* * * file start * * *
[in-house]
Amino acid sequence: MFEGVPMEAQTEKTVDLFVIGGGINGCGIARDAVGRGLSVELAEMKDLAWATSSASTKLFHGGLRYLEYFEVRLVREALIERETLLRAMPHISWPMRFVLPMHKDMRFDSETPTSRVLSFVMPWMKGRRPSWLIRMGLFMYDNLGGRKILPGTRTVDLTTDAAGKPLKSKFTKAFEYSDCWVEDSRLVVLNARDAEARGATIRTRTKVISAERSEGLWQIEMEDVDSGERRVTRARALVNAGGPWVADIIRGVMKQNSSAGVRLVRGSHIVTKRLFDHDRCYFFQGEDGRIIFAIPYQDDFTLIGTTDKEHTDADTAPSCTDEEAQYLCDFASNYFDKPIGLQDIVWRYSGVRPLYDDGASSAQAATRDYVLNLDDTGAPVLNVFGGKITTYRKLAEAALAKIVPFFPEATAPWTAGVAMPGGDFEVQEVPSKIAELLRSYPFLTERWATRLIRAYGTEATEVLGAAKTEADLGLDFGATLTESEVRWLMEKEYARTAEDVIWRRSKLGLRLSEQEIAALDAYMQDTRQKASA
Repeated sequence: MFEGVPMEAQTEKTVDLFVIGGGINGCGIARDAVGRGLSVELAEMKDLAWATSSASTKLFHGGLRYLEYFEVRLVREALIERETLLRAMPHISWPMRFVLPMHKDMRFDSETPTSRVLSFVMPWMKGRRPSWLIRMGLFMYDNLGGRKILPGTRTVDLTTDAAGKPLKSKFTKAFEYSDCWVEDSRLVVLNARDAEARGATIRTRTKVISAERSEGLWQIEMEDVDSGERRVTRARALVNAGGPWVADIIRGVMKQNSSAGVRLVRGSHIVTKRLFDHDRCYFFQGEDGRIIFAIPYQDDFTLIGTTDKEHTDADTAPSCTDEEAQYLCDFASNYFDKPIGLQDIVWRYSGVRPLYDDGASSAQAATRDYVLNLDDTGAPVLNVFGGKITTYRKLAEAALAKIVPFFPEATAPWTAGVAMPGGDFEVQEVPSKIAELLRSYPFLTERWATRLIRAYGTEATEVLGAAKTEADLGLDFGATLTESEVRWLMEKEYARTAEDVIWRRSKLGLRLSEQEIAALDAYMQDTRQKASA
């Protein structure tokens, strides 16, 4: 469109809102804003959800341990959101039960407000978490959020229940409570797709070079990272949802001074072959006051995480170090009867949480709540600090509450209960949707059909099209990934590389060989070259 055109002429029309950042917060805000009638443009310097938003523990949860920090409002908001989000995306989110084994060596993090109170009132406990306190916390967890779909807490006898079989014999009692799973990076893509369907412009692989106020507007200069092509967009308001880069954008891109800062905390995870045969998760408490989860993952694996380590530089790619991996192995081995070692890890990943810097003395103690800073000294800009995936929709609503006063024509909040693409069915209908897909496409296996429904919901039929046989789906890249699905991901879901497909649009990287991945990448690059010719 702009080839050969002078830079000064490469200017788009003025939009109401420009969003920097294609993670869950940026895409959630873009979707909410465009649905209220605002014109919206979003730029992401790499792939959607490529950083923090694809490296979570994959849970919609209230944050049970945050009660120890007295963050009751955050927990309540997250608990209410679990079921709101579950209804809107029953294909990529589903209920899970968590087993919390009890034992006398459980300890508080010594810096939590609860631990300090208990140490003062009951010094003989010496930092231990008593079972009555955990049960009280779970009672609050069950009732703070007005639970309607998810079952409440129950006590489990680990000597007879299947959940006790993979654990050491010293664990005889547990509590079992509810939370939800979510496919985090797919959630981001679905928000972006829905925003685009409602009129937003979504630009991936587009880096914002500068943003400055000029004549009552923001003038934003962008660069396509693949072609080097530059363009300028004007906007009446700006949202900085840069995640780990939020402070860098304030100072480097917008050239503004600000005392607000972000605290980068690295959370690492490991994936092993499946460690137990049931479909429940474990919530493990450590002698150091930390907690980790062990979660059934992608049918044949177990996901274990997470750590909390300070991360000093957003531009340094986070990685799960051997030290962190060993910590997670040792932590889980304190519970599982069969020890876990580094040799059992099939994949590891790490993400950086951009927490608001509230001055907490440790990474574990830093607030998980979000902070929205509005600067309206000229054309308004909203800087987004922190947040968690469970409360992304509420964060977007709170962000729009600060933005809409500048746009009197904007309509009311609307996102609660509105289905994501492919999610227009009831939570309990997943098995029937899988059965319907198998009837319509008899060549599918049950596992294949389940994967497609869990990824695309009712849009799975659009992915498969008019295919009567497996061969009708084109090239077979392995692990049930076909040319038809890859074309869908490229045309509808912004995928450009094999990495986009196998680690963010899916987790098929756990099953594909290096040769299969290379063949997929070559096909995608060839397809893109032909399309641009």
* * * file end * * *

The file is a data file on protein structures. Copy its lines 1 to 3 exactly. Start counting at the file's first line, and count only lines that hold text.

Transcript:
[in-house]
Amino acid sequence: MFEGVPMEAQTEKTVDLFVIGGGINGCGIARDAVGRGLSVELAEMKDLAWATSSASTKLFHGGLRYLEYFEVRLVREALIERETLLRAMPHISWPMRFVLPMHKDMRFDSETPTSRVLSFVMPWMKGRRPSWLIRMGLFMYDNLGGRKILPGTRTVDLTTDAAGKPLKSKFTKAFEYSDCWVEDSRLVVLNARDAEARGATIRTRTKVISAERSEGLWQIEMEDVDSGERRVTRARALVNAGGPWVADIIRGVMKQNSSAGVRLVRGSHIVTKRLFDHDRCYFFQGEDGRIIFAIPYQDDFTLIGTTDKEHTDADTAPSCTDEEAQYLCDFASNYFDKPIGLQDIVWRYSGVRPLYDDGASSAQAATRDYVLNLDDTGAPVLNVFGGKITTYRKLAEAALAKIVPFFPEATAPWTAGVAMPGGDFEVQEVPSKIAELLRSYPFLTERWATRLIRAYGTEATEVLGAAKTEADLGLDFGATLTESEVRWLMEKEYARTAEDVIWRRSKLGLRLSEQEIAALDAYMQDTRQKASA
Repeated sequence: MFEGVPMEAQTEKTVDLFVIGGGINGCGIARDAVGRGLSVELAEMKDLAWATSSASTKLFHGGLRYLEYFEVRLVREALIERETLLRAMPHISWPMRFVLPMHKDMRFDSETPTSRVLSFVMPWMKGRRPSWLIRMGLFMYDNLGGRKILPGTRTVDLTTDAAGKPLKSKFTKAFEYSDCWVEDSRLVVLNARDAEARGATIRTRTKVISAERSEGLWQIEMEDVDSGERRVTRARALVNAGGPWVADIIRGVMKQNSSAGVRLVRGSHIVTKRLFDHDRCYFFQGEDGRIIFAIPYQDDFTLIGTTDKEHTDADTAPSCTDEEAQYLCDFASNYFDKPIGLQDIVWRYSGVRPLYDDGASSAQAATRDYVLNLDDTGAPVLNVFGGKITTYRKLAEAALAKIVPFFPEATAPWTAGVAMPGGDFEVQEVPSKIAELLRSYPFLTERWATRLIRAYGTEATEVLGAAKTEADLGLDFGATLTESEVRWLMEKEYARTAEDVIWRRSKLGLRLSEQEIAALDAYMQDTRQKASA